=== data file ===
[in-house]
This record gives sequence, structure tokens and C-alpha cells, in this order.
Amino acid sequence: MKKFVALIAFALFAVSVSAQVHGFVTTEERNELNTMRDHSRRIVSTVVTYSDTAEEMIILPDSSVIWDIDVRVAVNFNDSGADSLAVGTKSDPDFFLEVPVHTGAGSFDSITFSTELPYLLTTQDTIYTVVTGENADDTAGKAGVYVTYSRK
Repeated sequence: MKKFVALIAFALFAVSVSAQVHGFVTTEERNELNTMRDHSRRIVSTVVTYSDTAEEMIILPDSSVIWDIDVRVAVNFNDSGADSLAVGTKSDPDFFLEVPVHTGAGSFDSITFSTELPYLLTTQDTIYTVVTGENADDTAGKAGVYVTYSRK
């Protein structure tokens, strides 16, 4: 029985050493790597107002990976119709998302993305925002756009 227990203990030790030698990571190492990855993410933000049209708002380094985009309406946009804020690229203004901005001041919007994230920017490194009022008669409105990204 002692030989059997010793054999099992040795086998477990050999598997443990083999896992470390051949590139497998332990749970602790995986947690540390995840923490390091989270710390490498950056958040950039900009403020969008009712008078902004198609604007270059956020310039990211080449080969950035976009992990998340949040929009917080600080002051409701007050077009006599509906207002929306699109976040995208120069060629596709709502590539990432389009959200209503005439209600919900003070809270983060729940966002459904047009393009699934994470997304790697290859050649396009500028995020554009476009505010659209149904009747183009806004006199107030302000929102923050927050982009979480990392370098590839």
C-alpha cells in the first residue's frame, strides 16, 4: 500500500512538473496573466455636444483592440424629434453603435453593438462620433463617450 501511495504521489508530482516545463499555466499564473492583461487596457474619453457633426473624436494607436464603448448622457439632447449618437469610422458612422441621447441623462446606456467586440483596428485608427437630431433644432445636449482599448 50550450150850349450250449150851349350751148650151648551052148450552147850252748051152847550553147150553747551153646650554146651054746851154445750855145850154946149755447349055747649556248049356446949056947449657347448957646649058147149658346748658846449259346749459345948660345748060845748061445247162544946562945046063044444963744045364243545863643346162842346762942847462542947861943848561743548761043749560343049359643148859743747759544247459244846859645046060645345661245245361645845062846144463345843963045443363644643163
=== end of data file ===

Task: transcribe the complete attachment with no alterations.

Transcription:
[in-house]
This record gives sequence, structure tokens and C-alpha cells, in this order.
Amino acid sequence: MKKFVALIAFALFAVSVSAQVHGFVTTEERNELNTMRDHSRRIVSTVVTYSDTAEEMIILPDSSVIWDIDVRVAVNFNDSGADSLAVGTKSDPDFFLEVPVHTGAGSFDSITFSTELPYLLTTQDTIYTVVTGENADDTAGKAGVYVTYSRK
Repeated sequence: MKKFVALIAFALFAVSVSAQVHGFVTTEERNELNTMRDHSRRIVSTVVTYSDTAEEMIILPDSSVIWDIDVRVAVNFNDSGADSLAVGTKSDPDFFLEVPVHTGAGSFDSITFSTELPYLLTTQDTIYTVVTGENADDTAGKAGVYVTYSRK
């Protein structure tokens, strides 16, 4: 029985050493790597107002990976119709998302993305925002756009 227990203990030790030698990571190492990855993410933000049209708002380094985009309406946009804020690229203004901005001041919007994230920017490194009022008669409105990204 002692030989059997010793054999099992040795086998477990050999598997443990083999896992470390051949590139497998332990749970602790995986947690540390995840923490390091989270710390490498950056958040950039900009403020969008009712008078902004198609604007270059956020310039990211080449080969950035976009992990998340949040929009917080600080002051409701007050077009006599509906207002929306699109976040995208120069060629596709709502590539990432389009959200209503005439209600919900003070809270983060729940966002459904047009393009699934994470997304790697290859050649396009500028995020554009476009505010659209149904009747183009806004006199107030302000929102923050927050982009979480990392370098590839």
C-alpha cells in the first residue's frame, strides 16, 4: 500500500512538473496573466455636444483592440424629434453603435453593438462620433463617450 501511495504521489508530482516545463499555466499564473492583461487596457474619453457633426473624436494607436464603448448622457439632447449618437469610422458612422441621447441623462446606456467586440483596428485608427437630431433644432445636449482599448 50550450150850349450250449150851349350751148650151648551052148450552147850252748051152847550553147150553747551153646650554146651054746851154445750855145850154946149755447349055747649556248049356446949056947449657347448957646649058147149658346748658846449259346749459345948660345748060845748061445247162544946562945046063044444963744045364243545863643346162842346762942847462542947861943848561743548761043749560343049359643148859743747759544247459244846859645046060645345661245245361645845062846144463345843963045443363644643163